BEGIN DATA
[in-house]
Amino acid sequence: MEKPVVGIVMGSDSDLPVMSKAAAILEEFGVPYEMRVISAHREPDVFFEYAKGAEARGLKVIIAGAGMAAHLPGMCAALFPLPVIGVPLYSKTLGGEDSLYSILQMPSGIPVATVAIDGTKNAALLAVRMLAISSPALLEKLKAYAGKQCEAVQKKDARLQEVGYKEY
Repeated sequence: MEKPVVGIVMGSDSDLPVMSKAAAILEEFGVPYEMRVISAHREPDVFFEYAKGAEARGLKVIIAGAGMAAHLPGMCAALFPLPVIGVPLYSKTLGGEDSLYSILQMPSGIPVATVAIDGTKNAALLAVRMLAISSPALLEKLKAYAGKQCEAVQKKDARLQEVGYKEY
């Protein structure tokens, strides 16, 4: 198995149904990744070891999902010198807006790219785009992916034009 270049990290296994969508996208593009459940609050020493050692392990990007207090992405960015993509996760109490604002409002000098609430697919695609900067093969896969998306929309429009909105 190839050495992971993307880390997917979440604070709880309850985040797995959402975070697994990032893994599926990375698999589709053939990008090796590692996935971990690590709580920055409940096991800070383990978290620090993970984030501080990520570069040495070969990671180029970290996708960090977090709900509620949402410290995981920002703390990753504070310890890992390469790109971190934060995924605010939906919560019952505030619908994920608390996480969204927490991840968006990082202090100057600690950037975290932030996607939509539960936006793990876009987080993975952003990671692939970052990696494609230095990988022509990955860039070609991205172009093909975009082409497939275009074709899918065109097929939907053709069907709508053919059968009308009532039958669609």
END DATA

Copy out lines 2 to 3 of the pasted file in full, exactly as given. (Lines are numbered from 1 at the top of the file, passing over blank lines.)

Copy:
Amino acid sequence: MEKPVVGIVMGSDSDLPVMSKAAAILEEFGVPYEMRVISAHREPDVFFEYAKGAEARGLKVIIAGAGMAAHLPGMCAALFPLPVIGVPLYSKTLGGEDSLYSILQMPSGIPVATVAIDGTKNAALLAVRMLAISSPALLEKLKAYAGKQCEAVQKKDARLQEVGYKEY
Repeated sequence: MEKPVVGIVMGSDSDLPVMSKAAAILEEFGVPYEMRVISAHREPDVFFEYAKGAEARGLKVIIAGAGMAAHLPGMCAALFPLPVIGVPLYSKTLGGEDSLYSILQMPSGIPVATVAIDGTKNAALLAVRMLAISSPALLEKLKAYAGKQCEAVQKKDARLQEVGYKEY